FinCEN issues ANPR for beneficial ownership reporting, as director departs
The US Treasury’s Financial Crimes Enforcement Network has released an advance notice of proposed rulemaking for its “vast” new beneficial ownership reporting requirements, as its director Kenneth Blanco announces his departure to head Citi’s new financial crimes unit.
FinCEN published the ANPR on 1 April.
It is seeking input on new rules implementing provisions contained in the Corporate Transparency Act 2020 (CTA), passed by Congress towards the end of last year as part of the National Defence Authorisation Act for fiscal year 2021, which entered into law on 1 January.
The CTA promised an overhaul of the United States’ 50-year-old anti-money laundering (AML) framework with a new beneficial ownership scheme for shell companies.
The Financial Action Task Force (FATF) had cited the lack of such a regime in 2016 when it gave the US regime a failing grade against its standards for combatting money laundering and the financing of terrorism.
FinCEN says it is seeking input on how best to implement the CTA’s new reporting requirements, which apply to companies with no physical office in the US, with less than US$5 million in annual revenue and fewer than 20 employees.
It is also seeking input on how to implement the act’s requirement for FinCEN to maintain a confidential, secure and non-public database for the beneficial ownership information, and for it to revise its existing regulations for customer due diligence to take the new beneficial ownership reporting requirements into account.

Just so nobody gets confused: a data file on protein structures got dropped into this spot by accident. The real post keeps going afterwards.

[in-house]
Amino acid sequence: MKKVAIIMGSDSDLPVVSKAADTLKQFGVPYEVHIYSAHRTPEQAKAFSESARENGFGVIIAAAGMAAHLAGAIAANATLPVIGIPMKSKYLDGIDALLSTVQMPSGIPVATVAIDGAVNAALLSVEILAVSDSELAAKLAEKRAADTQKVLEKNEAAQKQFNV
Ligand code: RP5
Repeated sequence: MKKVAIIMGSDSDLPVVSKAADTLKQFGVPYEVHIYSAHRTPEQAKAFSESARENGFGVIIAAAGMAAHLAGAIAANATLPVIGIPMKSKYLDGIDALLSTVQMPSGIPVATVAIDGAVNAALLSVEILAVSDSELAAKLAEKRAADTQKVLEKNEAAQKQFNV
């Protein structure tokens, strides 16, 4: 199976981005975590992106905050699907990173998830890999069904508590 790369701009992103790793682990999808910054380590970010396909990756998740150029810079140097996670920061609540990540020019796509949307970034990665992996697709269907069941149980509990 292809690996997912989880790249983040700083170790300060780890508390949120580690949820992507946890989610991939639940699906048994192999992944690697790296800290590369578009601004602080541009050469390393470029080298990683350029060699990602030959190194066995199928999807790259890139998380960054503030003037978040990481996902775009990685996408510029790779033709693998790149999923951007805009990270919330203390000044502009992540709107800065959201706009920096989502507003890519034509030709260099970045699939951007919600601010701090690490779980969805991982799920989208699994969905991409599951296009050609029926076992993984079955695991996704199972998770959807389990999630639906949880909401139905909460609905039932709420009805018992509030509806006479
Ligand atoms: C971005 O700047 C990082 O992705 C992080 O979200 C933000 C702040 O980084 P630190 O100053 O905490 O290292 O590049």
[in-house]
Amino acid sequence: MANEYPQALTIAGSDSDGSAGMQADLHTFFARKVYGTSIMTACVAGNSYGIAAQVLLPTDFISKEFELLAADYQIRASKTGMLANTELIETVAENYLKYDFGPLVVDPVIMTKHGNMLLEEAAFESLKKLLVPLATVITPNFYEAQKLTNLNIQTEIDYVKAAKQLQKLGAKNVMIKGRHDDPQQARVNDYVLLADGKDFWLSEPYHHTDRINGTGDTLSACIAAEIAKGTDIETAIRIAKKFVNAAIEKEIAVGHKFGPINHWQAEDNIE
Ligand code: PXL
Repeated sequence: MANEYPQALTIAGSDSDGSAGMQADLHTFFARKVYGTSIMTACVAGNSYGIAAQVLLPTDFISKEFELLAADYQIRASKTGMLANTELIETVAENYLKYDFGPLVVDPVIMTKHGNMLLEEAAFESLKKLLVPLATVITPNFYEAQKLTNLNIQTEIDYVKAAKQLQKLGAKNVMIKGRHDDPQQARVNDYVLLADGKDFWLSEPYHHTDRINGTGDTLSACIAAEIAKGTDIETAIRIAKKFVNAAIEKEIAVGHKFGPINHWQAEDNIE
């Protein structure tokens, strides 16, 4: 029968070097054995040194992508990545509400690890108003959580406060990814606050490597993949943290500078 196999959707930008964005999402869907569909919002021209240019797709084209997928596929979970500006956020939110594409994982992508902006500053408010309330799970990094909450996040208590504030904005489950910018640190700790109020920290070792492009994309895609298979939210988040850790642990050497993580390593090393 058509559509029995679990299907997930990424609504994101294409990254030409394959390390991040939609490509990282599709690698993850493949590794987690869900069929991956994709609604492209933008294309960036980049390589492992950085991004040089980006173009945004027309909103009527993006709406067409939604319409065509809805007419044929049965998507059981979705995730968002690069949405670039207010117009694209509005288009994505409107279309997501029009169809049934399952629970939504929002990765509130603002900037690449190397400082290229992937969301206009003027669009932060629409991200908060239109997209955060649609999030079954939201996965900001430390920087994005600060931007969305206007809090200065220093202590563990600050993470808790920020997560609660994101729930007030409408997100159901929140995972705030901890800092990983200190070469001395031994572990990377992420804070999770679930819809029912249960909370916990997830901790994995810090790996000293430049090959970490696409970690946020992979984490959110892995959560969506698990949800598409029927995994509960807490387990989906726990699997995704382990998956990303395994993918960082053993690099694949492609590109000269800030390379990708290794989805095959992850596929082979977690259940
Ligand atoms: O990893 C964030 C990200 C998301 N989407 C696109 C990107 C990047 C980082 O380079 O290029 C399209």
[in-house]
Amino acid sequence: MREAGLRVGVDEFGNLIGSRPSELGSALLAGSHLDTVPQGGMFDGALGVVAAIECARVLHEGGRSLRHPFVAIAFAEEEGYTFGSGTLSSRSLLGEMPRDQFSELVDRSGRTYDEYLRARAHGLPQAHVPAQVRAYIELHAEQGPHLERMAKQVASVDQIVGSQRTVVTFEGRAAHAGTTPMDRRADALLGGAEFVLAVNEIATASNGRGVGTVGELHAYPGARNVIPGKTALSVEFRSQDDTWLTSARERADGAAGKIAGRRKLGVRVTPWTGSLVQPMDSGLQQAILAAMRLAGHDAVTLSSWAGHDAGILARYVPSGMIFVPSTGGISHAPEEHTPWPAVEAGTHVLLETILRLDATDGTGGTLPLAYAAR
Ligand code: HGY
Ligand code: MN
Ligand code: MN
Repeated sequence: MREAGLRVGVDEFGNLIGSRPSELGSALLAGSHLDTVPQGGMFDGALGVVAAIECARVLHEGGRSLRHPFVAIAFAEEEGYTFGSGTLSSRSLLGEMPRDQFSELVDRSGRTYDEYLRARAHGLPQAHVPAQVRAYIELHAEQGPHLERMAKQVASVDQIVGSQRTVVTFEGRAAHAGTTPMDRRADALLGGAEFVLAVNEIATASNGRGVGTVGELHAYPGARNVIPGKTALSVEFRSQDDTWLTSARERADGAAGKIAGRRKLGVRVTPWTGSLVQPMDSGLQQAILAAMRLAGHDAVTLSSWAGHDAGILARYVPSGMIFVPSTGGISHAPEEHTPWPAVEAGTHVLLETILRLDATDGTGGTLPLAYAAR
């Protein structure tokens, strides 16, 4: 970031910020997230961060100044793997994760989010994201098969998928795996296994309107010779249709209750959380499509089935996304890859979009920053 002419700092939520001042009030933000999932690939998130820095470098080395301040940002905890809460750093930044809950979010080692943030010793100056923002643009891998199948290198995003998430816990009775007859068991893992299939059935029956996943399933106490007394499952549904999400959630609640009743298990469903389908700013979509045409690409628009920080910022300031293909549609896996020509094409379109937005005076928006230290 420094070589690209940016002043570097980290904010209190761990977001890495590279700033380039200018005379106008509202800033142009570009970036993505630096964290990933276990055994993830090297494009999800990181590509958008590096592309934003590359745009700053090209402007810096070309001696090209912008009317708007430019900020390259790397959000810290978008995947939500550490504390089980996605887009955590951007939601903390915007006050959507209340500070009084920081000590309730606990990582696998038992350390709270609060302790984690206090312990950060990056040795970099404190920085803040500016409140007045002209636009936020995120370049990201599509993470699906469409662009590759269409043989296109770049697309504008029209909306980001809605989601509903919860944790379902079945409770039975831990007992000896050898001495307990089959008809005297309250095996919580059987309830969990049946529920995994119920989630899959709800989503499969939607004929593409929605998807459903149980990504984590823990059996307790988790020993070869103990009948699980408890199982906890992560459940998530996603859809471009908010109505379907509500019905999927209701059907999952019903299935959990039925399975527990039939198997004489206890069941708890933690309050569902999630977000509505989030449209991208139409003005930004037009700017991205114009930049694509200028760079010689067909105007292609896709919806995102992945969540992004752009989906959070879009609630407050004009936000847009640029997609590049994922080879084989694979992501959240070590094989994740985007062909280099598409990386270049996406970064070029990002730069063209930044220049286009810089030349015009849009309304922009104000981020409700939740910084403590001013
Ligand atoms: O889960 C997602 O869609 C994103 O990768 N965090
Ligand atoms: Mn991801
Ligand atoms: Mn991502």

The ANPR asks for input on whether the statute requires further clarifying regulation from FinCEN, including on its definition of beneficial owners, and has an extensive list of questions relating to its exemptions from the definition of a reporting company.
FinCEN is also asking for input on what information companies will need provide to make the new database “useful”, in particular asking how it should tackle complex ownership structures and what information should be required about the nature of companies’ relationships with their beneficial owners.
“For banks, this is a chance to weigh in on the type of information they should be able to obtain from the registry as part of their due diligence processes, and how they should obtain that information,” Covington & Burling partner Nikhil Gore tells GBRR.
“While the ANPR doesn’t yet address expected changes to the rules on customer due diligence by banks, if there are gaps in the information collected and maintained as part of FinCEN’s registry, regulators may ultimately expect financial institutions to fill those gaps as part of their own diligence processes. So it will be important for banks to engage with this ANPR,” he adds.
Gore says other questions raised by the ANPR will also be of interest to banks, including the how companies will demonstrate their eligibility for reporting exemptions, and the safeguards necessary to avoid further disclosures of beneficial ownership information.
“Both issues are important to banks, and may affect the design of their future due diligence systems, the types of controls they will need to protect the information they receive from FinCEN, and the extent to which they will be able to share this information with foreign affiliates.”